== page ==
The Cochrane Schizophrenia Group

Get involved in the development of a new reporting guideline for social and psychological interventions!

An international initiative of researchers, journal editors, and stakeholders in intervention studies is working with the Consolidated Standards for Reporting Trials (CONSORT) Group to develop CONSORT-SPI: an official Extension for Social and Psychological Interventions.

We are currently looking for participants for an upcoming Delphi process (starting mid-September 2013) to generate possible reporting standards for the guideline. Stakeholders involved in researching, publishing, funding, commissioning, or providing these interventions are invited to contact us to participate.

Please email the Project Executive at CONSORT.study@spi.ox.ac.uk or complete the CONSORT-SPI participant form if you are interested!

Further information about the project can be found on The University of Oxford website under CONSORT study:  project publications and presentations.

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My first 40 days as a Trials Search Coordinator (TSC) in the CSzG

By Farhad Shokraneh, TSC for the CSzG

United Kingdom: stamp

United Kingdom: stamp (Photo credit: Sem Paradeiro)

I used to be a Librarian or as we are now known as, an ‘information specialist’.  Even as young boy, age 12, I had a small library at home with coded books.  But about ten years later, I noticed my real interest when I got involved with the Iranian Center for Evidence-Based Medicine where I attended Prof. Paul Glasziou’s workshop.  It was like discovering a new continent in the science world for me.  I chose my field and I continued my ambitions to be a Cochrane Librarian, or as it is known in the Cochrane world, a Trial Search Coordinator (TSC).  Well, it did not happen over night, it took me three years to get the minimum requirements before deciding to apply for this job.  While applying, I was just worried about two things (including the results of course): Read the rest of this entry »

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Trust the machine? A keen eye is what you need

By Drew Davey, Research Assistant for the CSzG

I recently encountered Cyndy Green’s blog Thinking Visually and realised that her Jan 6 2013 posting “Battling the modern mindset and its deeply rooted trust of technology” had massive reference to my own work.

English: Magnifying glass with focus on paper....

English: Magnifying glass with focus on paper. Text in the background is from the public domain work Die Baukunst, issue 11, page 8, written by . Rendered with a development version of Cycles in Blender. Deutsch: Lupe mit Fokus auf dem Papier. Der im Hintergrund verwendete Text stammt aus gemeinfreien Werk Die Baukunst, Heft 11, Seite 8, das von Max Hasak geschrieben wurde. Gerendert mit einer Entwickerversion von Cycles in Blender. (Photo credit: Wikipedia)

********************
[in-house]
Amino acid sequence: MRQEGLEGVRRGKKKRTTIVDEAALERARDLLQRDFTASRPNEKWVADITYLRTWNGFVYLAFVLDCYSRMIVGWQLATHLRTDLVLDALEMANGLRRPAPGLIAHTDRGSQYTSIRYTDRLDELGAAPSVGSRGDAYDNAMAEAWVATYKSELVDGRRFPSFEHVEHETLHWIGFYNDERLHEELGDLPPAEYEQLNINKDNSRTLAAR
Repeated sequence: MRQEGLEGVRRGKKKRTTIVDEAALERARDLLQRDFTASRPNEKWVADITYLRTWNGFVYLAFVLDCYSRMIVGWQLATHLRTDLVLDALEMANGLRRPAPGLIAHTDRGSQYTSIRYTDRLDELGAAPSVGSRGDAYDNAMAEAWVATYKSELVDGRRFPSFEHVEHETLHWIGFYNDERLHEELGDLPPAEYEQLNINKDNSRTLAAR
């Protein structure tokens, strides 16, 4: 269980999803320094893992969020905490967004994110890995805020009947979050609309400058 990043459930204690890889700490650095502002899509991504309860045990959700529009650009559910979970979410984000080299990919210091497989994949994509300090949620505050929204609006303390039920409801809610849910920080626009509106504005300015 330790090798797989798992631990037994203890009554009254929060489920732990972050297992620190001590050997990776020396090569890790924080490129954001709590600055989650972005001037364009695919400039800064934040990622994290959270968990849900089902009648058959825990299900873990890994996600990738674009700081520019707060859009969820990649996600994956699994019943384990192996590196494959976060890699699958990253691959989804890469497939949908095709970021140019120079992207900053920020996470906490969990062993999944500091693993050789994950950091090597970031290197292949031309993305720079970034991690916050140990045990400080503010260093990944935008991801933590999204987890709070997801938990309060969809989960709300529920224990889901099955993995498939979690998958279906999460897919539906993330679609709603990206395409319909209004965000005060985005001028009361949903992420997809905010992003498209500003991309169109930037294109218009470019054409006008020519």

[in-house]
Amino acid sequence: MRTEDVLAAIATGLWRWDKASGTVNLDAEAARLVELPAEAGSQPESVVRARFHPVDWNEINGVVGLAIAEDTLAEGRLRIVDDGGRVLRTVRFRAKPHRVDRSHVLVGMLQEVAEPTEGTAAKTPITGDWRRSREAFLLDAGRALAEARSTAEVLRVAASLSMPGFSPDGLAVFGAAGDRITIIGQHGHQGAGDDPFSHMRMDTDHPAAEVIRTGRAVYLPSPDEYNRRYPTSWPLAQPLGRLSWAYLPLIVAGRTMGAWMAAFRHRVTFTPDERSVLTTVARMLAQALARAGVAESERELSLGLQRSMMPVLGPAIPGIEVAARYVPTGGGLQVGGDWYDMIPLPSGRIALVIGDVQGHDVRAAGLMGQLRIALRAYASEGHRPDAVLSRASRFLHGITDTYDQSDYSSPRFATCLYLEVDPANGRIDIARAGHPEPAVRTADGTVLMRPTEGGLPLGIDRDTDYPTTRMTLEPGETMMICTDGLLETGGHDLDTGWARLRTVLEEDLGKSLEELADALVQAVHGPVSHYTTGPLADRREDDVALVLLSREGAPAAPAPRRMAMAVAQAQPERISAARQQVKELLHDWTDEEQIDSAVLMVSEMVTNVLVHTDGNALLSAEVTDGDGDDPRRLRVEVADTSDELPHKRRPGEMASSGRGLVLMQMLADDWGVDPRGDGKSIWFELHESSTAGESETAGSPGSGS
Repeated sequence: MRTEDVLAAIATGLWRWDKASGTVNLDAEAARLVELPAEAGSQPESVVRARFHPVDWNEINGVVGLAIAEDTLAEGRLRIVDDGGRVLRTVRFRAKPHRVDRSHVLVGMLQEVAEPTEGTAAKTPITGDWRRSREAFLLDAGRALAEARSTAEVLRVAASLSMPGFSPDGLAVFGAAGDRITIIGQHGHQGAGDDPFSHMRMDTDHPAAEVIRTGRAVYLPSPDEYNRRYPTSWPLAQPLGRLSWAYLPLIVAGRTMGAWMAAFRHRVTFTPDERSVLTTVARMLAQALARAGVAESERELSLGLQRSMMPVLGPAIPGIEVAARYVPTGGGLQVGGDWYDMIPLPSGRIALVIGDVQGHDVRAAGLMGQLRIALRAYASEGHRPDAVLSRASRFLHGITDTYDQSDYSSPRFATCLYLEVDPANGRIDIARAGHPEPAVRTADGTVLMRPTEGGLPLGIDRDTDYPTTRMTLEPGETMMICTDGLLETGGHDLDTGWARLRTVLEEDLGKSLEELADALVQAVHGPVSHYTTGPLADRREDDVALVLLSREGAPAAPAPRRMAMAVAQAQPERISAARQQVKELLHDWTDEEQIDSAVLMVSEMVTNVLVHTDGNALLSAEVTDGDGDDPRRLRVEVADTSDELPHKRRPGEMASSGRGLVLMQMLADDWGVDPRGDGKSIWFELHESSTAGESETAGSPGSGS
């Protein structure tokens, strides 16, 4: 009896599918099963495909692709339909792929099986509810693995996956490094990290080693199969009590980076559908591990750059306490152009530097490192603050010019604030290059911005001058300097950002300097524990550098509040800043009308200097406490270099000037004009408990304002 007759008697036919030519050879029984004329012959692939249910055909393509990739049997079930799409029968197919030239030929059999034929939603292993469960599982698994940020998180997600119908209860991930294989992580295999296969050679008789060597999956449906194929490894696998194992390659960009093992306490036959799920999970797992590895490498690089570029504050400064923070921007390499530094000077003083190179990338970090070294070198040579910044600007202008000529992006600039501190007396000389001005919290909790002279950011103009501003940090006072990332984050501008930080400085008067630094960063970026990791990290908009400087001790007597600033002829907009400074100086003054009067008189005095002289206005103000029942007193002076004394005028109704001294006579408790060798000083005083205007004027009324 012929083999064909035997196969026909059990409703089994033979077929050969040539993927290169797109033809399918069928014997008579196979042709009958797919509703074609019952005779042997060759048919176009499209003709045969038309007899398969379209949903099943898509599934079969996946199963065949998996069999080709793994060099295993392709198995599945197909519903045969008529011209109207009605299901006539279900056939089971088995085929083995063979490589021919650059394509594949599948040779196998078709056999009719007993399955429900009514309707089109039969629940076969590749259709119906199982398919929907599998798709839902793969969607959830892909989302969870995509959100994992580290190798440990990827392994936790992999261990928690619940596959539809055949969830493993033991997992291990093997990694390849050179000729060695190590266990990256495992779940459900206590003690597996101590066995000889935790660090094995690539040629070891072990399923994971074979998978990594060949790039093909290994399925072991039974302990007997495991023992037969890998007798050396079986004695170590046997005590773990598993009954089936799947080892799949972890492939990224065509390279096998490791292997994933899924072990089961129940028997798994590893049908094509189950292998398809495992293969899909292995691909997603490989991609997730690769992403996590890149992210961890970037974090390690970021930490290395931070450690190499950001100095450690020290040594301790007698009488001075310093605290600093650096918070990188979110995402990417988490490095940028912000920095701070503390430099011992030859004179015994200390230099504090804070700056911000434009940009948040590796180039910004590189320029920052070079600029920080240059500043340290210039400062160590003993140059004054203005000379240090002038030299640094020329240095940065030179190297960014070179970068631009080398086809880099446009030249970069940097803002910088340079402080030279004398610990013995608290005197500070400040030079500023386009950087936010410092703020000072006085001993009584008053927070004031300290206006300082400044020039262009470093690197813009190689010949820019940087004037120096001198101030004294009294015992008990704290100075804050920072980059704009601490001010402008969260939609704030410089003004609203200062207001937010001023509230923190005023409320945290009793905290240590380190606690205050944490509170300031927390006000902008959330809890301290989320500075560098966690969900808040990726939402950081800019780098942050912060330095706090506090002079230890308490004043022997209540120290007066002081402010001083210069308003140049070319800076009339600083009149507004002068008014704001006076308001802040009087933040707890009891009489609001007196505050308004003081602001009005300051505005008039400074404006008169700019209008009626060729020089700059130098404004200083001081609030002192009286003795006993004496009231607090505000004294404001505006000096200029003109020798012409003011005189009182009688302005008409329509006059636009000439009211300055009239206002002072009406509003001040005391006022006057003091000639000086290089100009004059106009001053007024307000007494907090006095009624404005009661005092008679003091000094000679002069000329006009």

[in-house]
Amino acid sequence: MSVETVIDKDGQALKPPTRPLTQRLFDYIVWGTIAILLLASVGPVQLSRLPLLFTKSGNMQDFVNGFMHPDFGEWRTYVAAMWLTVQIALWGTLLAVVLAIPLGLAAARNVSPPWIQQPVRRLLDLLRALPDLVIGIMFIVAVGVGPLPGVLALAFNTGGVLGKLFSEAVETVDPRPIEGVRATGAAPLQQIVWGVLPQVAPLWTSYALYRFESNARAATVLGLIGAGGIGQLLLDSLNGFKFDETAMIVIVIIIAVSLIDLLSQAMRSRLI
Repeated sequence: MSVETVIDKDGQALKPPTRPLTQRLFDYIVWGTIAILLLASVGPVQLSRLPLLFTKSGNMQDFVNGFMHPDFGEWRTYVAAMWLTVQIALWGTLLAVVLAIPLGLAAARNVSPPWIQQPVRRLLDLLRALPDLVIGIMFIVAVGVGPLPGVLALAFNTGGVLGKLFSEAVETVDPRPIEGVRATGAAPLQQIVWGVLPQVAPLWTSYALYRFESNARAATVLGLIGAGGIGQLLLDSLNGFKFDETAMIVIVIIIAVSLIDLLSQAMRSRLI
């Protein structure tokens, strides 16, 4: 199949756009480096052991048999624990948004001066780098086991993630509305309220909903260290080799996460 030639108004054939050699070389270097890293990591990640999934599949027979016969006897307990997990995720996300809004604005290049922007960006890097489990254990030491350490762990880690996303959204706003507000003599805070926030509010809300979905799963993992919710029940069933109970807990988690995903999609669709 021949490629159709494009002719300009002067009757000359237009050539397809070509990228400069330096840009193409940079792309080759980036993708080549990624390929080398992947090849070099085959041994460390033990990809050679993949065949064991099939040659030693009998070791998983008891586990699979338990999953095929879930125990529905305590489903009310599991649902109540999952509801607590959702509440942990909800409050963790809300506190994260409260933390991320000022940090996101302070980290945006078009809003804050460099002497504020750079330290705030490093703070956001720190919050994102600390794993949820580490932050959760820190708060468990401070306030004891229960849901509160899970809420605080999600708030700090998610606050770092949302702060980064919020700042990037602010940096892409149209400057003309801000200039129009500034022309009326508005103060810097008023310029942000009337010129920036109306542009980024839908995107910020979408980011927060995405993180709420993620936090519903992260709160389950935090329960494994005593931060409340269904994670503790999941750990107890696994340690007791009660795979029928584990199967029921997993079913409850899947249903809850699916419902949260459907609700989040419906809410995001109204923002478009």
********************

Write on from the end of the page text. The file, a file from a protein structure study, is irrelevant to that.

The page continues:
My name is Drew Davey and I have been working with the Cochrane Schizophrenia Group since 1998, fetching published articles of treatment trials, and assessing their designs. The Cochrane Register of Studies is ostensibly composed of random controlled trials (RCTs) which Archie Cochrane recognized as the gold standard of medical evidence. Since ’98, I have learned to use numerous database programs and am aware that my work would now be impossible without computerized search and storage. The painful need to revisit and read each library’s catalogue every time a new search list appeared on my desk could never work now. The proliferation of journals alone would overwhelm manual searching. No problem, you say, Read the rest of this entry »

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Prescribing as a junior doctor: do we know what we think we know?

Generic

Generic (Photo credit: Kraemer Family Library)

By Jennifer Nelson, Junior Doctor

“Evidence-based medicine” (EBM) is a term that is familiar to all junior doctors. But how often do we really consider EBM in our everyday practice? Are our decisions on how to treat patients made after careful consideration of the evidence, or do we simply follow trust protocols, or, more likely, go with a sort of “gut-feeling” about which treatment to offer?

Recently,  I was asked to review a patient with paranoid schizophrenia who is currently relapsing. He had been restarted on the antipsychotic Aripiprazole two weeks prior to me seeing him. He was starting to show signs of improvement; the voices were diminishing and he was gaining partial insight into the fact that the “pills” might be helping him. At the end of the interview, I decided to suggest an increase in the dose of Aripiprazole from 15mg to 20mg.  Read the rest of this entry »

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